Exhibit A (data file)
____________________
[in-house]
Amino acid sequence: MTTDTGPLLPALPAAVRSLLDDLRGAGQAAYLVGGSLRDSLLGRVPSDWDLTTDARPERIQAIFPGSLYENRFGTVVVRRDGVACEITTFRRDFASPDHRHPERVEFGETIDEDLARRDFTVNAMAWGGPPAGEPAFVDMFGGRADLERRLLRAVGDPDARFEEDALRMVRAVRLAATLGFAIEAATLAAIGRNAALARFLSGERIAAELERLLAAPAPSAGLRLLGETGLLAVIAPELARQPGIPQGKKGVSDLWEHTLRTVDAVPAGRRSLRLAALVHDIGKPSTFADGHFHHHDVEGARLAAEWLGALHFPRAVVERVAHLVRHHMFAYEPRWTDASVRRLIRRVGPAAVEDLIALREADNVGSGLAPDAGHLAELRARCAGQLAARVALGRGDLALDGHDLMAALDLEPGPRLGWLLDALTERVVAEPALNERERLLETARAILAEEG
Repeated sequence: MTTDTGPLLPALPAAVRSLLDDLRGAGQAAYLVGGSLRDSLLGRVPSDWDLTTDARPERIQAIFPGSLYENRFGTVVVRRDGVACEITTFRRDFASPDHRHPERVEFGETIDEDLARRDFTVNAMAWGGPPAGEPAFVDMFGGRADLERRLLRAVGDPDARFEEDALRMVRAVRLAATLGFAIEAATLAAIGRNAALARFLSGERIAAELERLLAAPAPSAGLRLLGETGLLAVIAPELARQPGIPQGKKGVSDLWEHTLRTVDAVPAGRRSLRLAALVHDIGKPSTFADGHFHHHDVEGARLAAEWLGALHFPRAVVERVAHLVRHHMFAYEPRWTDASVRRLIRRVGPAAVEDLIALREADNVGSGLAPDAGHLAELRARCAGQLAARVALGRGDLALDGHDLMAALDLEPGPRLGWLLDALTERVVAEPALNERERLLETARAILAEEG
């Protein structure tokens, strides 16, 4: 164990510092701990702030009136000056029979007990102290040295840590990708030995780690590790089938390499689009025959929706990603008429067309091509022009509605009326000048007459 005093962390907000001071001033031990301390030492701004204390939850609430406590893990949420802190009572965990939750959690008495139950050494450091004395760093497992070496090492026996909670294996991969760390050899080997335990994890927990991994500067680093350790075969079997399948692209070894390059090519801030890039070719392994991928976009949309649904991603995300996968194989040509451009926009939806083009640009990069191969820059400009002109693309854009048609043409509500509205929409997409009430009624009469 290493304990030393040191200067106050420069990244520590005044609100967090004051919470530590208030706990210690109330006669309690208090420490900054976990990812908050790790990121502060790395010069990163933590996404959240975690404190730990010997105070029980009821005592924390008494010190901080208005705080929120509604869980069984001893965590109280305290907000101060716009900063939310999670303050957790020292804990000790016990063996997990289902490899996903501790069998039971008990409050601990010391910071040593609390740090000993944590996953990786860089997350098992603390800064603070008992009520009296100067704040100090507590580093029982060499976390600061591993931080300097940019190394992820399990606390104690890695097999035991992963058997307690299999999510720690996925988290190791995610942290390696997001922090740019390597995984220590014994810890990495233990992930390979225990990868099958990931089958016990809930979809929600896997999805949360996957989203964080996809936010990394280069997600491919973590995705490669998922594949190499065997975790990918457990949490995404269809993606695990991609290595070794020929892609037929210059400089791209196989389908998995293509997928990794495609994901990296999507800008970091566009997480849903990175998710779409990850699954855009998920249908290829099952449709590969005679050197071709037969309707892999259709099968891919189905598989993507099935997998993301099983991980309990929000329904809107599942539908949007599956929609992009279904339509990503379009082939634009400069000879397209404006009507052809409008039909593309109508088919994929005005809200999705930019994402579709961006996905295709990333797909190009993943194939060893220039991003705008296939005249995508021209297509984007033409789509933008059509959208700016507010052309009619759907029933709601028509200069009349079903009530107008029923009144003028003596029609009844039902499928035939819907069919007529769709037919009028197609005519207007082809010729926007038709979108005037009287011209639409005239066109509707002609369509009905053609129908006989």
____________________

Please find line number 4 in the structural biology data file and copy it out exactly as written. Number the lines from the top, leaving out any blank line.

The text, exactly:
């Protein structure tokens, strides 16, 4: 164990510092701990702030009136000056029979007990102290040295840590990708030995780690590790089938390499689009025959929706990603008429067309091509022009509605009326000048007459 005093962390907000001071001033031990301390030492701004204390939850609430406590893990949420802190009572965990939750959690008495139950050494450091004395760093497992070496090492026996909670294996991969760390050899080997335990994890927990991994500067680093350790075969079997399948692209070894390059090519801030890039070719392994991928976009949309649904991603995300996968194989040509451009926009939806083009640009990069191969820059400009002109693309854009048609043409509500509205929409997409009430009624009469 290493304990030393040191200067106050420069990244520590005044609100967090004051919470530590208030706990210690109330006669309690208090420490900054976990990812908050790790990121502060790395010069990163933590996404959240975690404190730990010997105070029980009821005592924390008494010190901080208005705080929120509604869980069984001893965590109280305290907000101060716009900063939310999670303050957790020292804990000790016990063996997990289902490899996903501790069998039971008990409050601990010391910071040593609390740090000993944590996953990786860089997350098992603390800064603070008992009520009296100067704040100090507590580093029982060499976390600061591993931080300097940019190394992820399990606390104690890695097999035991992963058997307690299999999510720690996925988290190791995610942290390696997001922090740019390597995984220590014994810890990495233990992930390979225990990868099958990931089958016990809930979809929600896997999805949360996957989203964080996809936010990394280069997600491919973590995705490669998922594949190499065997975790990918457990949490995404269809993606695990991609290595070794020929892609037929210059400089791209196989389908998995293509997928990794495609994901990296999507800008970091566009997480849903990175998710779409990850699954855009998920249908290829099952449709590969005679050197071709037969309707892999259709099968891919189905598989993507099935997998993301099983991980309990929000329904809107599942539908949007599956929609992009279904339509990503379009082939634009400069000879397209404006009507052809409008039909593309109508088919994929005005809200999705930019994402579709961006996905295709990333797909190009993943194939060893220039991003705008296939005249995508021209297509984007033409789509933008059509959208700016507010052309009619759907029933709601028509200069009349079903009530107008029923009144003028003596029609009844039902499928035939819907069919007529769709037919009028197609005519207007082809010729926007038709979108005037009287011209639409005239066109509707002609369509009905053609129908006989």